Princeton’s Ad-Blocking Superweapon


An ad blocker that uses computer vision appears to be the most powerful ever devised and can evade all known anti ad blockers.

A team of Princeton and Stanford University researchers has fundamentally reinvented how ad-blocking works, in an attempt to put an end to the advertising versus ad-blocking arms race. The ad blocker they’ve created is lightweight, evaded anti ad-blocking scripts on 50 out of the 50 websites it was tested on, and can block Facebook ads that were previously unblockable… More at Motherboard.

This annoys me, it really does. I know many people abuse web adverts, but potentially this leaves the online services we use so much with nowhere to go because people just don’t subscribe…

Categories: Tech News

4 replies

  1. Yes, this is pretty awful. So many of the arguments against ads are so unbearably whiny and self-righteous.

    I wonder if this would be effective against truly integrated sponsorships, the way daring fireball does it? It sounds like the system isn’t genius pattern recognition, just looking for that little federally mandate icon. I then wonder what the definition of ad is according to that mandate, because that’s where the battle goes next, I’d wager.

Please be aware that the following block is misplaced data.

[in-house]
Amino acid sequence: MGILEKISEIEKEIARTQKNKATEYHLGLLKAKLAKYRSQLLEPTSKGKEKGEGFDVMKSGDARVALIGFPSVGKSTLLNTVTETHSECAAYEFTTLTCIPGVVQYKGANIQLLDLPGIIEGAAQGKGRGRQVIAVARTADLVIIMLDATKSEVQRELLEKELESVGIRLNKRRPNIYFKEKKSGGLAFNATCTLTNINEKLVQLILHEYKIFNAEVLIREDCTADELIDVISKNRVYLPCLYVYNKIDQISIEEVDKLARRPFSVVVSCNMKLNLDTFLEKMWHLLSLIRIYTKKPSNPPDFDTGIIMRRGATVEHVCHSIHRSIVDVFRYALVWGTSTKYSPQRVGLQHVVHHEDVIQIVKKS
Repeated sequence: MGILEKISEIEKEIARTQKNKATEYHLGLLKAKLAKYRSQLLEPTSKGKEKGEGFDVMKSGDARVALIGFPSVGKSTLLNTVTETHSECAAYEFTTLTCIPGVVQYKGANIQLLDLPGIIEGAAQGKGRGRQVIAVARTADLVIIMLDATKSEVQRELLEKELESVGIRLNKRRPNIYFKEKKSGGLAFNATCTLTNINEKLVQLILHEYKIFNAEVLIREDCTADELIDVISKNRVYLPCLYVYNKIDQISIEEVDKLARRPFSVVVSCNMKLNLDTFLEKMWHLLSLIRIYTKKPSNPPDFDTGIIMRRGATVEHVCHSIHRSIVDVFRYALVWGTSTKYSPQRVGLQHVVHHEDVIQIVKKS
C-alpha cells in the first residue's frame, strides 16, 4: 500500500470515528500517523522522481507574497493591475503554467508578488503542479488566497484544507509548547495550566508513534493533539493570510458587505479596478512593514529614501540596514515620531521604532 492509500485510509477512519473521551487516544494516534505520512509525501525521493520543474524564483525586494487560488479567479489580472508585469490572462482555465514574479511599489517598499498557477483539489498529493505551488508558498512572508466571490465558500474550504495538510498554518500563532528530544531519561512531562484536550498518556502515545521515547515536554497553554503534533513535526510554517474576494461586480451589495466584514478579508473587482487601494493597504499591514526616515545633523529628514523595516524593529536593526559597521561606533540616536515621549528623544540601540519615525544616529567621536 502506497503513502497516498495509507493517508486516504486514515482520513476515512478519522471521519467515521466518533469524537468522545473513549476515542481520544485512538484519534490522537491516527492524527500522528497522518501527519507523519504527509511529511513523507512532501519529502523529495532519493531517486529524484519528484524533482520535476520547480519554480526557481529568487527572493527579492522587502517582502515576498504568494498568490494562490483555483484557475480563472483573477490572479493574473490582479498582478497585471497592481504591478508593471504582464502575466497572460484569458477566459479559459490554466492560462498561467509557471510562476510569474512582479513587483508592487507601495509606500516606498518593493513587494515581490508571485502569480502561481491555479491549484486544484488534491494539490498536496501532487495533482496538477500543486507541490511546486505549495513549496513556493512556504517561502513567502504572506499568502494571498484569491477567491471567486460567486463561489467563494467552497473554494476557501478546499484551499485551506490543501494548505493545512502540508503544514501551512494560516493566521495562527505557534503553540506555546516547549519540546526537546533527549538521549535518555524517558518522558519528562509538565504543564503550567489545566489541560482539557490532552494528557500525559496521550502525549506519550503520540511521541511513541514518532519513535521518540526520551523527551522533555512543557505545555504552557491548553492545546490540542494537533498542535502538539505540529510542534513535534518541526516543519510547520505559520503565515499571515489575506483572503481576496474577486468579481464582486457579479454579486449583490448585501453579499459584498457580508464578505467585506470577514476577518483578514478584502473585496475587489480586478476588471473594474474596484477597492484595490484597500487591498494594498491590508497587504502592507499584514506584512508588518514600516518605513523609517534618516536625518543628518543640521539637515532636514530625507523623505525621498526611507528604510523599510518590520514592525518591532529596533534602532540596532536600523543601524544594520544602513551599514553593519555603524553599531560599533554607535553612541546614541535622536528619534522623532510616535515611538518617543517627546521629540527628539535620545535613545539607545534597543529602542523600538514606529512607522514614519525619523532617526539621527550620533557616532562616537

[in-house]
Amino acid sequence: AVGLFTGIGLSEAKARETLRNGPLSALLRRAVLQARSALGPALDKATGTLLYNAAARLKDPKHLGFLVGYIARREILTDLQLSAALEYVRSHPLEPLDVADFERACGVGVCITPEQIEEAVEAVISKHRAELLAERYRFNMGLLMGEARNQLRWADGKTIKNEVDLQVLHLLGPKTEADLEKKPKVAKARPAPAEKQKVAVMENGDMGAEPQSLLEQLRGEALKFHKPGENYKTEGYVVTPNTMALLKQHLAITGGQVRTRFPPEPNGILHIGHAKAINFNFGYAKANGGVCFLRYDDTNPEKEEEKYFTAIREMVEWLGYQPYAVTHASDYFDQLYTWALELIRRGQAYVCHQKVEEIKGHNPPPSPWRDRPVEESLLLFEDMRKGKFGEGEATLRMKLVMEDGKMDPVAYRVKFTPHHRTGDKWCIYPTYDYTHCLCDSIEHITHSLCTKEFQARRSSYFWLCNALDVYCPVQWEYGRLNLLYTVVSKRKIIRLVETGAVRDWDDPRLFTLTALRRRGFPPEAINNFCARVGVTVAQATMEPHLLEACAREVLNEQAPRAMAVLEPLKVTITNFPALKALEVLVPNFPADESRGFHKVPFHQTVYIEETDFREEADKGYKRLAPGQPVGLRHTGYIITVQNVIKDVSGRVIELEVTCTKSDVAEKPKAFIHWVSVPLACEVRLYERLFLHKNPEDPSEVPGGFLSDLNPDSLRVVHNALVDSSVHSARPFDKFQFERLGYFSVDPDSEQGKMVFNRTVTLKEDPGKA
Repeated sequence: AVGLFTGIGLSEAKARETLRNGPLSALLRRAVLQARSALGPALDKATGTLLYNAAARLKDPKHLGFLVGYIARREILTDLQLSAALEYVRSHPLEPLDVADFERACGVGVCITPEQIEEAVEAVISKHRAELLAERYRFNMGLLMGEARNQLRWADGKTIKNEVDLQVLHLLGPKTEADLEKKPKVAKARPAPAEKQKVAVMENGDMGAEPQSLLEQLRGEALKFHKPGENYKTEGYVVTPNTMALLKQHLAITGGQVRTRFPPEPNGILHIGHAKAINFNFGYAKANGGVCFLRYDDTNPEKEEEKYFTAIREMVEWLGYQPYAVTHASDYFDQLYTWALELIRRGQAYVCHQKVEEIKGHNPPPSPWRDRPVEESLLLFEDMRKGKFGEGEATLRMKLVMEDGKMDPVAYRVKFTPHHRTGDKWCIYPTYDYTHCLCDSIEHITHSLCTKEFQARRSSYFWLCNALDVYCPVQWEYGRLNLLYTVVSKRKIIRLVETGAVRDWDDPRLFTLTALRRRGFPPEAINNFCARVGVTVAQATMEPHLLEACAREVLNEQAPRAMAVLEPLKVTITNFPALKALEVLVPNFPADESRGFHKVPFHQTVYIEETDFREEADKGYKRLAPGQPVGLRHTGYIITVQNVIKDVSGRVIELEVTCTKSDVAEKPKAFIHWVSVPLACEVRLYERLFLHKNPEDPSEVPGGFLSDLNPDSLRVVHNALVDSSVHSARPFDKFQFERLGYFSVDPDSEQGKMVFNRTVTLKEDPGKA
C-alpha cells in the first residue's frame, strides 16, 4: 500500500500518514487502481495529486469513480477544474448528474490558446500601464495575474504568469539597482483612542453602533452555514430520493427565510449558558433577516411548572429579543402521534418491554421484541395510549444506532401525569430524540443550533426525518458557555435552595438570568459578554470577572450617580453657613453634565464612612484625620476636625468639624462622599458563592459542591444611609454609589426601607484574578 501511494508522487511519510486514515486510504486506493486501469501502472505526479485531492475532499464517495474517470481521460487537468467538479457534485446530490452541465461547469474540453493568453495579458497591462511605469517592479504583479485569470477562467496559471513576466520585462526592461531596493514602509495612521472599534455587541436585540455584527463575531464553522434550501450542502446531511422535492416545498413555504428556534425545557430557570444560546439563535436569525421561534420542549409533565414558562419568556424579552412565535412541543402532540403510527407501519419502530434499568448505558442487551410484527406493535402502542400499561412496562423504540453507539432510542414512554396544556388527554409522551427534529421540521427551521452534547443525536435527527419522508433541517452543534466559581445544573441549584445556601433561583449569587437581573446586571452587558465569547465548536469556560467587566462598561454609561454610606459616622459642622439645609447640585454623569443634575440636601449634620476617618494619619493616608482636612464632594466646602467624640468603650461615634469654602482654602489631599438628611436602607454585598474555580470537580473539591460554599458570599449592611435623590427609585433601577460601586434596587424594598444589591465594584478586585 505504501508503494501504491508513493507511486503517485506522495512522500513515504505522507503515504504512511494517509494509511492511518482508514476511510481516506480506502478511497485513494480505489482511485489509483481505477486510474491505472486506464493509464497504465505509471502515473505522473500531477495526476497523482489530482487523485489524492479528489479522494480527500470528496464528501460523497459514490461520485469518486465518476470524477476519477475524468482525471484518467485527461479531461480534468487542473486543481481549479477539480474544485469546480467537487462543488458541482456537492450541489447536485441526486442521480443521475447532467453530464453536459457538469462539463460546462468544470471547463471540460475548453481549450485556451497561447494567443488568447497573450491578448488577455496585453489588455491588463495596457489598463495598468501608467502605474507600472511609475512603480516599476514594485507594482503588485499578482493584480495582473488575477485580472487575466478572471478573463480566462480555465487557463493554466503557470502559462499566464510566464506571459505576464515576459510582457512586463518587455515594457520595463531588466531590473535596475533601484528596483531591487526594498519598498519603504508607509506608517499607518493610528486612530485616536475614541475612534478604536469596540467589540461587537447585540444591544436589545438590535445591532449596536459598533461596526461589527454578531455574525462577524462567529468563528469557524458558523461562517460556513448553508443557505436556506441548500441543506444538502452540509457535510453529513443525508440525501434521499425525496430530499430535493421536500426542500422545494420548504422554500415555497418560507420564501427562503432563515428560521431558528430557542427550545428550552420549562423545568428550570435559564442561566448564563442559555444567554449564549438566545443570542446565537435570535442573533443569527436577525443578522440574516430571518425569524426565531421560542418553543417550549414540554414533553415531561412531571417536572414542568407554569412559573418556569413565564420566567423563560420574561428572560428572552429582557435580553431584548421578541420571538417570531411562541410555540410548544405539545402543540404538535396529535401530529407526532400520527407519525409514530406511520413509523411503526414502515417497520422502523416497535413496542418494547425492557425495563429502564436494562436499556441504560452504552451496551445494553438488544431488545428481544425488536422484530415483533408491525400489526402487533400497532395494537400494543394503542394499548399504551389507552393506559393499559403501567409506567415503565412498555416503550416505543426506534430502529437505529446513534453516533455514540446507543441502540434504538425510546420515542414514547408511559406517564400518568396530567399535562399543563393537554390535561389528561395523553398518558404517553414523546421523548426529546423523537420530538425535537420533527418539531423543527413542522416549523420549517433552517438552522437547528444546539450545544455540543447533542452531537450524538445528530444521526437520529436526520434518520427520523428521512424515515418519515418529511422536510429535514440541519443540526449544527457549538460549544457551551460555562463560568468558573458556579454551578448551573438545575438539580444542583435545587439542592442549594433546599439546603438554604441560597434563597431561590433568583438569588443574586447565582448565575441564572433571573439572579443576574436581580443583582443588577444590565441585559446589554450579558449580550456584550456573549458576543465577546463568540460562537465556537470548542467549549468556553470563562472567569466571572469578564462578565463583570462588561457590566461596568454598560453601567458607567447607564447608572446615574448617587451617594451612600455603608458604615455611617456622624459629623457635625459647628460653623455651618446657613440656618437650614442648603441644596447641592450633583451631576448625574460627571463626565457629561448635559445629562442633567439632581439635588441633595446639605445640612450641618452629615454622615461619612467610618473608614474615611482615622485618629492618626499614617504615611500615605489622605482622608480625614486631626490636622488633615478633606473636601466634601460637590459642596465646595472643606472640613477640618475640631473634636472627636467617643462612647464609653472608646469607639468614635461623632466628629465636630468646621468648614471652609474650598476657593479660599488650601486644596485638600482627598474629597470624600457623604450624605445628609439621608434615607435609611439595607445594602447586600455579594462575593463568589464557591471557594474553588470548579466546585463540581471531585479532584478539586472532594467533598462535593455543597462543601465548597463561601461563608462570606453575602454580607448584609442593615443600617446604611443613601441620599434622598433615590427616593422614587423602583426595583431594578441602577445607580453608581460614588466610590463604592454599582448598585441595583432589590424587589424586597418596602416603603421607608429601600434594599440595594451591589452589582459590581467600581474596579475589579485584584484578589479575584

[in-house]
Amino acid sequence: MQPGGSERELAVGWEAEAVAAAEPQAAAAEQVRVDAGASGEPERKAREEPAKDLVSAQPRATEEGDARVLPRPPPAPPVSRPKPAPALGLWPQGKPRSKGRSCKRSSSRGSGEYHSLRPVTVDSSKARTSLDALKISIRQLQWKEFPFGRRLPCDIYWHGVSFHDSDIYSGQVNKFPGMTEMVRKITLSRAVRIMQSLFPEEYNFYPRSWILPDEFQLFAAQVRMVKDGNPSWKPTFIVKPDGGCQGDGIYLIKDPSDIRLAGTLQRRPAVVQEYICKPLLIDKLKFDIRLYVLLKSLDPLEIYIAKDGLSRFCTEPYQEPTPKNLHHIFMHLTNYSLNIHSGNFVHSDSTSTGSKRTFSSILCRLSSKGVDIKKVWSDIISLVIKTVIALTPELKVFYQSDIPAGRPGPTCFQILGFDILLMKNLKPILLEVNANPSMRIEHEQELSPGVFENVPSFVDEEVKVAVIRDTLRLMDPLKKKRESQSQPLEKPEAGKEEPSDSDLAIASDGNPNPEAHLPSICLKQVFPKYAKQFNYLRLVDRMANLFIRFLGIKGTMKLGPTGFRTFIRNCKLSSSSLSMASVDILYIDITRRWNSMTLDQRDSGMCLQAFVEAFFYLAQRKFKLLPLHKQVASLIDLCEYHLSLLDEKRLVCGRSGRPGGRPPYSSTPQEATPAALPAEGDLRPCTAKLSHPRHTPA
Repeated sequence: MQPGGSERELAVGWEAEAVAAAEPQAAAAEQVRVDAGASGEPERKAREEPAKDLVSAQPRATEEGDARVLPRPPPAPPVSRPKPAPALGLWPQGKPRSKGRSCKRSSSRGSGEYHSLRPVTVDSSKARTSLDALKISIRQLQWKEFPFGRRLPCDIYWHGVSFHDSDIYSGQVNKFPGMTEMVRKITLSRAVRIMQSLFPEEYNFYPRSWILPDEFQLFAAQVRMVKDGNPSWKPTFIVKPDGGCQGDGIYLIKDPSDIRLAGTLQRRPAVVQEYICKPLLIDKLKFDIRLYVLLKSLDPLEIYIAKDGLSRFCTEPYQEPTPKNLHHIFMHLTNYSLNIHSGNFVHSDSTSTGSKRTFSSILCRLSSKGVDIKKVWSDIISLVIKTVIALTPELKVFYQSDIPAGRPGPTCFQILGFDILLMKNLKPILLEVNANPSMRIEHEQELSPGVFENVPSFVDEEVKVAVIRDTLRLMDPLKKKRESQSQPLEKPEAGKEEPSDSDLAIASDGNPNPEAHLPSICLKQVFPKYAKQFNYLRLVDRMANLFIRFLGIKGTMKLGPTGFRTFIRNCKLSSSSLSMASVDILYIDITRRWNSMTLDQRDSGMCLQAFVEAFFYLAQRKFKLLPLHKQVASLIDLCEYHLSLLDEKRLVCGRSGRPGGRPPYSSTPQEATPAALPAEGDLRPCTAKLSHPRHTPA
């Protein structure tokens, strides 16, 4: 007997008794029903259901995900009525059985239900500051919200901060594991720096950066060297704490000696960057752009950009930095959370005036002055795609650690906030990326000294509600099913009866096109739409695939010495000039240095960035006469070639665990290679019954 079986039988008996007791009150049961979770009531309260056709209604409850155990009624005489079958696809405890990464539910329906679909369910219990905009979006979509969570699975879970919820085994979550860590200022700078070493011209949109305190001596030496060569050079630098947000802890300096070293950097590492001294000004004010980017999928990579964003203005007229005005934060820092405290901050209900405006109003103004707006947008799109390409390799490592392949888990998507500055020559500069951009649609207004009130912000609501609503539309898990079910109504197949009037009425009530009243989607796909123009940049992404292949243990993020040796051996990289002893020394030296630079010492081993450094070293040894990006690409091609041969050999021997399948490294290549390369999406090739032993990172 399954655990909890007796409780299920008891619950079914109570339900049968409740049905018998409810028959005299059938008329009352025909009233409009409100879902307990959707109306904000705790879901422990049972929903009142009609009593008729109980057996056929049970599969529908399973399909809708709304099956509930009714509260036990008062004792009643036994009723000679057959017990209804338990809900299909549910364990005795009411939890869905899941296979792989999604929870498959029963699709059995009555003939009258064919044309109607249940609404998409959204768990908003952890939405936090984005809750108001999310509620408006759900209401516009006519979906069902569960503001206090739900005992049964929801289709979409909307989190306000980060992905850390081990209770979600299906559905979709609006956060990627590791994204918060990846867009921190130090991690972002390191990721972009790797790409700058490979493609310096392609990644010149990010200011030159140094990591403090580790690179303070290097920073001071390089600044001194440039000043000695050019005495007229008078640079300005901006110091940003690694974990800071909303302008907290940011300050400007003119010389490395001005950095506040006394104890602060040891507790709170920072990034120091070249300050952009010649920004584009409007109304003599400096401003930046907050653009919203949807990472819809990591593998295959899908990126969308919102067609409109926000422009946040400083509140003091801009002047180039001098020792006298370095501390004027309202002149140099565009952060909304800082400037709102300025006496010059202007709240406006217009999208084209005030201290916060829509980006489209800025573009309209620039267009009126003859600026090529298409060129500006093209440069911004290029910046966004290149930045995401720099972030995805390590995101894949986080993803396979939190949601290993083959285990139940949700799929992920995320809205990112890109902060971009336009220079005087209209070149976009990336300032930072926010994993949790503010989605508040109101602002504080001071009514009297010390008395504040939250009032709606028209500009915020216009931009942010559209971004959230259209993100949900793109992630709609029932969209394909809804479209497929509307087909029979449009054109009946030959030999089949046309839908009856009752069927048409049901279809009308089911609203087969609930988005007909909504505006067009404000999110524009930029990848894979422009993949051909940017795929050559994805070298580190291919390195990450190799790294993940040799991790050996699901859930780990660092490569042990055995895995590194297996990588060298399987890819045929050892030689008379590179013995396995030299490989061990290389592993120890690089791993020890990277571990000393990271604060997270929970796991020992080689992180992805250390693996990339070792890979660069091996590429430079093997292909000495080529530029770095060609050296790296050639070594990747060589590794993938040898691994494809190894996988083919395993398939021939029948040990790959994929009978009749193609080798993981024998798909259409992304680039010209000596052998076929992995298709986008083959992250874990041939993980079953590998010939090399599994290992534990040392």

2. If the current draft of the ePrivacy regulation is close to what ends up being in the final copy, targeted ads are in for a very tricky time legally, let alone technically.

    But it is a relatively extreme position — and not one I’ve seen — that every ad, even those which are not targeted, diminish privacy.

  3. I use a mild ad blocker I have to admit. I don’t mind ads at all, and I realise that it’s a means to an end for many sites. I do block the ones that pop up in my face everytime I try and scoll down the page and basically ruin my Internet experience. They suck! But I’m not going to shoot myself in the foot by losing the sites I love because I can’t put up with a few ads!!

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